Calculate contact area of indentation

Dear Axel, I am sorry to forgot to cc the last mail to the list.

Dear Axel, I am sorry to forgot to cc the last mail to the list.

From: Weilin Deng <[email protected]...>
Date: 18 November 2013 19:42
Subject: Re: [lammps-users] Calculate contact area of indentation
To: Axel Kohlmeyer <[email protected]>

Dear Axel,

Thanks a lot for your advice.

In the manual, "A spherical indenter exerts a force of magnitude: F =
-k*(r-R)^2 on each atom where K is the specified force constant, r is the
distance from the atom to the center of the indenter, and R is the radius of
the indenter. The force is repulsive and F(r) = 0 for r > R." Thus, I can
count the number of atoms with distance r < R and treat them as contacting
atoms since they are directly subjected force from the indenter based on the
above explanation. The atom radius is sqrt(3)*a/8 for diamond structure,
where a is the lattice constant.

My improved solution is that: draw a polygon with vertices at the centers of
contacting atoms (identified based on the above criterion) and then
calculate the surface area of the polygon. I thinks this idea is similar to
your 2nd one. Admittedly, the obtained contact area make sense

this idea shares similarities with both suggestions, but it doesn't
address the concerns i raised. even if you have a flat and densely
packed surface, your atoms don't cover it completely. and what if you
have a non-flat surface with steps? and if you push the atoms back,
the surface should grow, but the number of atoms in contact (initially
at least) will stay the same.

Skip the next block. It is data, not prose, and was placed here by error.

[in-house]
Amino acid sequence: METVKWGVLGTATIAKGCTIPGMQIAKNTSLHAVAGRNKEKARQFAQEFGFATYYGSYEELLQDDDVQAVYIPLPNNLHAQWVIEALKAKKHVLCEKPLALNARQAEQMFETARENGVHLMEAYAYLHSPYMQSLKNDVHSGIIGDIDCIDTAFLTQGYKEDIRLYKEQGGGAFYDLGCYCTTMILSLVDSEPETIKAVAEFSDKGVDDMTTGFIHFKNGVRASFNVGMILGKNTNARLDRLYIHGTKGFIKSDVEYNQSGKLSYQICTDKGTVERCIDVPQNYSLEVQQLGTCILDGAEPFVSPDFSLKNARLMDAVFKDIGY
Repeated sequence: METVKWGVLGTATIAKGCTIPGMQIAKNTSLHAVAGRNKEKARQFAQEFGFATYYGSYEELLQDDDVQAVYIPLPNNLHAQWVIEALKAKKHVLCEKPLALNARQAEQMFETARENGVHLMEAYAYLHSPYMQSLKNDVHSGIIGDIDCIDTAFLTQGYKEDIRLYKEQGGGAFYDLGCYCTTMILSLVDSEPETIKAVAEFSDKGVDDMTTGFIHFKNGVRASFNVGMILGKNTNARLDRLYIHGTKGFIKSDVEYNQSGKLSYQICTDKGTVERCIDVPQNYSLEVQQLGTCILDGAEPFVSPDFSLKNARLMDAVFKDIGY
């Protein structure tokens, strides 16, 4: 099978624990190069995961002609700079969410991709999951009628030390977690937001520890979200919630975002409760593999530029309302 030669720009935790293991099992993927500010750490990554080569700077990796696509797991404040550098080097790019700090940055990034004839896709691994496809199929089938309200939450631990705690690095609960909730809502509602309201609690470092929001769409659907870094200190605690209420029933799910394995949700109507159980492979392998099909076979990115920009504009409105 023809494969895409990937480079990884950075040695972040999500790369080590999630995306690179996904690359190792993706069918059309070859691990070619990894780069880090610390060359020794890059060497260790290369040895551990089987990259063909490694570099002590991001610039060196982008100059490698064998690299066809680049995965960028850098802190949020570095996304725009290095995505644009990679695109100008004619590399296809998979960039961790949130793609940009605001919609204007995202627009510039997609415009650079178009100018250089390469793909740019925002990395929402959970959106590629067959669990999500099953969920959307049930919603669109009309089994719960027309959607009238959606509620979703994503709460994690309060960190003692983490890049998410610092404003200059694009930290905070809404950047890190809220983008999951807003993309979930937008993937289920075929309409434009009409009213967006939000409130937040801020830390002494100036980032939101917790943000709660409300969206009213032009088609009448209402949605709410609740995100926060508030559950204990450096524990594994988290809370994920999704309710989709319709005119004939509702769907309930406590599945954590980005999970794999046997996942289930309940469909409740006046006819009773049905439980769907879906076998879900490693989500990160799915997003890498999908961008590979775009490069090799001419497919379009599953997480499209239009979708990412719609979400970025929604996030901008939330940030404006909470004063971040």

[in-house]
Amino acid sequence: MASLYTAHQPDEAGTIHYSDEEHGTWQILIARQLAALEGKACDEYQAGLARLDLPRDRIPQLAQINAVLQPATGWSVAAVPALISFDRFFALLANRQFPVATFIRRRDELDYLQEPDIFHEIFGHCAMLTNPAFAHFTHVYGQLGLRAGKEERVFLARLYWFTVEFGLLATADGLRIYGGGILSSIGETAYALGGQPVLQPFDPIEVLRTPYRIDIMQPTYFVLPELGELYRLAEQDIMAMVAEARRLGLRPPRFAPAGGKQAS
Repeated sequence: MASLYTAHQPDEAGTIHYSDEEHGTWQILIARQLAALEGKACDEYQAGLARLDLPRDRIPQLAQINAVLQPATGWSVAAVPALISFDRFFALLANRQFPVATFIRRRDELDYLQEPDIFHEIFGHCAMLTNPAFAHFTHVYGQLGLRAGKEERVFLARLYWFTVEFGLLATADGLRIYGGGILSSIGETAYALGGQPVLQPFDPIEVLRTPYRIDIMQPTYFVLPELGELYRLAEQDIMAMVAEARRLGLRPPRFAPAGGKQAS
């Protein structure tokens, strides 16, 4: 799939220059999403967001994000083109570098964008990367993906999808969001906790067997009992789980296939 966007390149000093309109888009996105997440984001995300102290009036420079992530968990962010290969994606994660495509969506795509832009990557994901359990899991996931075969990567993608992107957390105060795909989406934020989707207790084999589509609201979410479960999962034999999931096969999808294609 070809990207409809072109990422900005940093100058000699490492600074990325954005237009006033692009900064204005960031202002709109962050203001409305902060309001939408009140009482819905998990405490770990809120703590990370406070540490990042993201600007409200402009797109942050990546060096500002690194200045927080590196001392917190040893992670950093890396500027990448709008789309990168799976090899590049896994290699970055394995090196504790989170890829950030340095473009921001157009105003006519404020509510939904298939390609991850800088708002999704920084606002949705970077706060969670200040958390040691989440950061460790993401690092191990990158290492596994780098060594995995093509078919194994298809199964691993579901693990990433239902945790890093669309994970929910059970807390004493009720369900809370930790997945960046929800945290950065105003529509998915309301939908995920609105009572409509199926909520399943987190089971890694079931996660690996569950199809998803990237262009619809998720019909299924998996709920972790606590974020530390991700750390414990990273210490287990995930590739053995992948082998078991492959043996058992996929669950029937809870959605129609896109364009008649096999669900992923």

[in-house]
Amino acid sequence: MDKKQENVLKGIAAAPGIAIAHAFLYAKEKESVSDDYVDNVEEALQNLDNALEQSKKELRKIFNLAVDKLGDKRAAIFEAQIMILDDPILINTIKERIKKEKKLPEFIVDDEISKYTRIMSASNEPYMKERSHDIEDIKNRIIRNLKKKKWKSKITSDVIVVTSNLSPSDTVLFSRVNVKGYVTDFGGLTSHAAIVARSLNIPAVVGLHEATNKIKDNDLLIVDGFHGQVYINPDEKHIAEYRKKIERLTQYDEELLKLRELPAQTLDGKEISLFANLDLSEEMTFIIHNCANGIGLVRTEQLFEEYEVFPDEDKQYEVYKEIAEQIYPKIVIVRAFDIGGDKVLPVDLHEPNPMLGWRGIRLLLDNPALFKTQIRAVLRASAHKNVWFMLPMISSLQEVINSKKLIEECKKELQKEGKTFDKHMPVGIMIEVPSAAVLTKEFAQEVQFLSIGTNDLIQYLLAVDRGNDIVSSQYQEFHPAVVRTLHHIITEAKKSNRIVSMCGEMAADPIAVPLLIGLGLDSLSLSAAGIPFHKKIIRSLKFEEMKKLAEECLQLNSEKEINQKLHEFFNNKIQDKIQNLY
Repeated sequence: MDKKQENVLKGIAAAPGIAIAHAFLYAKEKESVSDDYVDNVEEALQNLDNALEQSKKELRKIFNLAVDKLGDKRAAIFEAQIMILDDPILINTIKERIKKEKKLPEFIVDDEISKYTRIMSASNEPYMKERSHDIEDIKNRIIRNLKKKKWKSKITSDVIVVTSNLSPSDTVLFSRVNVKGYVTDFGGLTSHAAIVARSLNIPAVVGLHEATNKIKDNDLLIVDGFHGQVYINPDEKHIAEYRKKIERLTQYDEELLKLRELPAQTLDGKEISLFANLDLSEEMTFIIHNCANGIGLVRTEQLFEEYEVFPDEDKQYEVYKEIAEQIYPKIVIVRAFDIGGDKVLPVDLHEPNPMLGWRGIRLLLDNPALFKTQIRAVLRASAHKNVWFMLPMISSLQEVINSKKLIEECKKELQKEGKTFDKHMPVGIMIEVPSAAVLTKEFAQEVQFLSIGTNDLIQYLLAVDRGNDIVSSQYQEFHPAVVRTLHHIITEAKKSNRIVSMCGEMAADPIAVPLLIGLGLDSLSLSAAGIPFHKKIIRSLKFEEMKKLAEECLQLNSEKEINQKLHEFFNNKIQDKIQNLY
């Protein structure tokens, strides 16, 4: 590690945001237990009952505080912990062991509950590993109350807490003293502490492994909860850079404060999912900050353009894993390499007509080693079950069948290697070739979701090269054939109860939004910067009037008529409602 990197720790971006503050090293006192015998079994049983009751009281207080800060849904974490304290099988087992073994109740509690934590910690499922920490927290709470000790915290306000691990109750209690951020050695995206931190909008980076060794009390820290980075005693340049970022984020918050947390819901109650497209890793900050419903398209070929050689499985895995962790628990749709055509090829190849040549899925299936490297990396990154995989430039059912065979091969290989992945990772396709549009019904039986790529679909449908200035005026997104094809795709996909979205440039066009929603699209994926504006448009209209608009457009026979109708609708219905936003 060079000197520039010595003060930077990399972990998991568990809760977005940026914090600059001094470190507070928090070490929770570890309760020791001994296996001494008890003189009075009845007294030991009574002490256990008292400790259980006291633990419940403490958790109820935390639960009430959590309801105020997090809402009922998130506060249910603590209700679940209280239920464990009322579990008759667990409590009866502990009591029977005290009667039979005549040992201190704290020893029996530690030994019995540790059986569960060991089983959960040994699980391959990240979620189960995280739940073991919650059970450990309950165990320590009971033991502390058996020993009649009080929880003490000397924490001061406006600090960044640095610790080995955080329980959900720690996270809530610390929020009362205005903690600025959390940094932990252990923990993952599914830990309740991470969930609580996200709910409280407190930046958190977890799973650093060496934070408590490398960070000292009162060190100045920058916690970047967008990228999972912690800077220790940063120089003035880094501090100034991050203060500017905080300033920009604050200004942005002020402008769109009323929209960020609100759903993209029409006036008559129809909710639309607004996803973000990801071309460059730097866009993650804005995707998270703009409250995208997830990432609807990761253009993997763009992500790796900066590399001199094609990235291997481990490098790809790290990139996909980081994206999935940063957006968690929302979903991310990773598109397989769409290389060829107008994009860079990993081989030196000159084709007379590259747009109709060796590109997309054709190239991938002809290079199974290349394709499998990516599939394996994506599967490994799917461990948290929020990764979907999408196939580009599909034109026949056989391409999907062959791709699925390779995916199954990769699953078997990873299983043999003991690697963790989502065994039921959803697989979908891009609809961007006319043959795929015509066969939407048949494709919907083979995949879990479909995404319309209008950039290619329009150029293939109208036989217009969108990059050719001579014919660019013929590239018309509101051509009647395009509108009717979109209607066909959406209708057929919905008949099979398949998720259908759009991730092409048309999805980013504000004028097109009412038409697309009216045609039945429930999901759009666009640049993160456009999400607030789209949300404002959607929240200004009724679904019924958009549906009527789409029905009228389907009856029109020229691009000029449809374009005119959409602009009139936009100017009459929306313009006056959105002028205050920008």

check out the animation here for an example. you can clearly see atoms
that are not fully exposed to the indenter, but partially obscured.

you also have to factor in that i chose the atomic radius to be larger
than your lattice constant derived number for a nicer visualization.
those atoms in the visualization do form a dense surface, but those
radii also do overlap.

So, first of all, I have to differentiate the contacting and non-contacting
atoms. However, I just do not know how to write the LAMMPS scripts to
realize this idea. Could you give me a hint?

to count atoms within a given distance from a fixed point in space,
you can define an atom style variable and use a logical and then do a
compute reduce. but it is not going to give out a consistent answer
for the reasons i outlined in my two e-mails.


Dear Axel,

I understand what you mean with the help of the animation. At present, I have no better idea regarding the definition of contact area at nanoscale yet. So I will first try with the current scheme. Thanks again.



Mark Robbins at JHU, Bo Persson and Martin Muser have a ton of papers on this topic. The answer to all your Qs are there.

If you also define a region that is the size of the indenter,

you can easily count the # of atoms in the region

at any timestep and output it. There is a varaible

function that will do this. As you say that will also
tell you how many atoms are being pushed on directly
by the indenter at that timestep.


Dear Steve,

Thanks a lot.

One more question is that: does the indenter (i.e. A sphere indenter on the sample with the command “fix 1 all indent $k sphere …”. ) have compliance or it is just a rigid one applied to the sample? I doubt this because when I move the indenter down with a displacement of 12 A, but the atom beneath the apex of the indenter just moves down with a displacement of about 4 A from the original surface of the sample.

the relative script section is as following:

Make sure you read the works of the people I mentioned. Despite having a full bulletproof lammps input deck your contact area definition could be bogus. Contact area at the atomic level has nothing to do with the macroscopic definition of contact. This will become more obvious as your surface topology becomes more complex and you move from hard-wall to finite range potentials. You could define contact by just analyzing the atomic pressure distribution normal to the interface without having to measure distances between indenter and substrate.
Avoid rediscovering the wheel and/or getting smashed by your potential future reviewers.

I don’t know what “compliance” means.

The indenter is just a geometric definition, e.g.
a sphere or radius r, centered on a point. There
is no “particle” or any other simulation object

associated with it.